4. A student observes a piece of metal turning reddish-brown when exposed to air over time. This change is best explained by:

a) A physical change, as the metal's colour is altered without a new substance being formed.
b) A chemical change, where the metal reacts with oxygen to form a new compound on its surface.
c) Both a physical and chemical change occur simultaneously.
d) A reversible process since the metal can be restored to its original colour.

Answer: b) When a metal reacts with oxygen in the air, a process known as oxidation occurs. This reaction forms metal oxides on the surface of the metal. In the context described, the formation of a reddish-brown layer on the metal's surface indicates the presence of a metal oxide. This process is not simply a physical change, as the metal is actually reacting with oxygen to create a new substance (metal oxide) with different properties from the original metal. Therefore, the change is a chemical change rather than just a physical alteration of the metal's appearance.

5. When iron and sulphur powder are heated together, they combine to form a new substance with magnetic properties. What is this new substance?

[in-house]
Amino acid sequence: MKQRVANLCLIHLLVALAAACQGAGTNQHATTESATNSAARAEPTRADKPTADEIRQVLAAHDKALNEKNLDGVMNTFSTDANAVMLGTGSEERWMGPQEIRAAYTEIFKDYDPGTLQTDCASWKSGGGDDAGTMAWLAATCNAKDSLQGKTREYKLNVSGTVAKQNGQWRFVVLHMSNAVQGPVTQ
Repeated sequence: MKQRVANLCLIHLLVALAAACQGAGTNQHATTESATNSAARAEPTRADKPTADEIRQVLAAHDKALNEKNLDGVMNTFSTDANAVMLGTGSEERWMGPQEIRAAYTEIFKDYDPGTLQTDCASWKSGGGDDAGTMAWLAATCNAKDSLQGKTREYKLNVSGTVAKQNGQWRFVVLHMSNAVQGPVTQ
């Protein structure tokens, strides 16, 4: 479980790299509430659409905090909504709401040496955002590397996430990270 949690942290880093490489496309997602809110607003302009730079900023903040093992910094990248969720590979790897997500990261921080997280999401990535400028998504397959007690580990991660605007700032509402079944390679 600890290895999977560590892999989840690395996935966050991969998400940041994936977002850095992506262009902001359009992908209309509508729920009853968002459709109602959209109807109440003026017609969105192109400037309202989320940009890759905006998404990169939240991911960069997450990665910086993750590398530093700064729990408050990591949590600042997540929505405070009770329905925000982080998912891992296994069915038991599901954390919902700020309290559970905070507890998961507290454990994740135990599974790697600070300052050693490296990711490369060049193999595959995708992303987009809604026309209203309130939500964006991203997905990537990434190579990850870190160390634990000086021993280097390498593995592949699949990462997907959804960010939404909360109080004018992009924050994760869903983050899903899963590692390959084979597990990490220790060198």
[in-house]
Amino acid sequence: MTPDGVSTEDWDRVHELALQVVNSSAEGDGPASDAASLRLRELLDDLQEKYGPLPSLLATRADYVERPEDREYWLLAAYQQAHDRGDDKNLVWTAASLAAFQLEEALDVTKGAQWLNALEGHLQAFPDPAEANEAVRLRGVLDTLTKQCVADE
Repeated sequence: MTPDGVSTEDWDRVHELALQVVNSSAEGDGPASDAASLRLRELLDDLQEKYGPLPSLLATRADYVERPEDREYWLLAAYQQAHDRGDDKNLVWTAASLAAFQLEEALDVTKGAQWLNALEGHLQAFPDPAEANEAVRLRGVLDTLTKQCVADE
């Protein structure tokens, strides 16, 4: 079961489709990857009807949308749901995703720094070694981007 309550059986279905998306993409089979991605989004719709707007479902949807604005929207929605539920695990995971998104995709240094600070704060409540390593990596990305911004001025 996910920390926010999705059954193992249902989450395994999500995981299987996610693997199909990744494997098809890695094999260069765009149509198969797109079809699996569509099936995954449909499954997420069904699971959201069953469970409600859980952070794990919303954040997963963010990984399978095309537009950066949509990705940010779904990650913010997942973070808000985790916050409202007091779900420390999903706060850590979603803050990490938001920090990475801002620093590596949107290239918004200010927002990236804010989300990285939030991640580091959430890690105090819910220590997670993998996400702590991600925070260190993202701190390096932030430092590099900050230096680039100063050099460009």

a) A compound
b) An element
c) A mixture
d) An alloy

Answer: a) When iron and sulfur powder are heated together, they undergo a chemical reaction to form iron sulfide, which is a compound. Iron sulfide has different properties from both iron and sulfur, and it exhibits magnetic properties. This chemical change involves the rearrangement of atoms to create a new substance with distinct properties.

## FAQs

1. What Does "Is Matter Around Us Pure" Mean?

The term "pure" relates to the purity of substances in our environment. It investigates whether substances are composed of simply one type of particle or a combination of various particles.

2. How Can We Determine If Matter is Pure?

The term "pure" relates to the purity of substances in our environment. It investigates whether substances are composed of simply one type of particle or a combination of various particles.

3. What are Pure Substances?

Pure substances are materials that consist of only one sort of particle, such as atoms or molecules. Examples include oxygen and gold, as well as compounds such as water and table salt.

4. What are Mixtures?

Mixtures are two or more substances that are physically mixed and can be separated by physical techniques. Unlike pure substances, mixtures do not have set compositions and can have different quantities.

5. What are Some Examples of Pure Substances?

Pure substances include elements like iron, carbon, and hydrogen, as well as compounds like sucrose, water (H2O), and oxygen gas (O2). These compounds have distinct chemical compositions and physical characteristics.

## Quick Video Recap

In this section, you will find interesting and well-explained topic-wise video summary of the topic, perfect for quick revision before your Olympiad exams.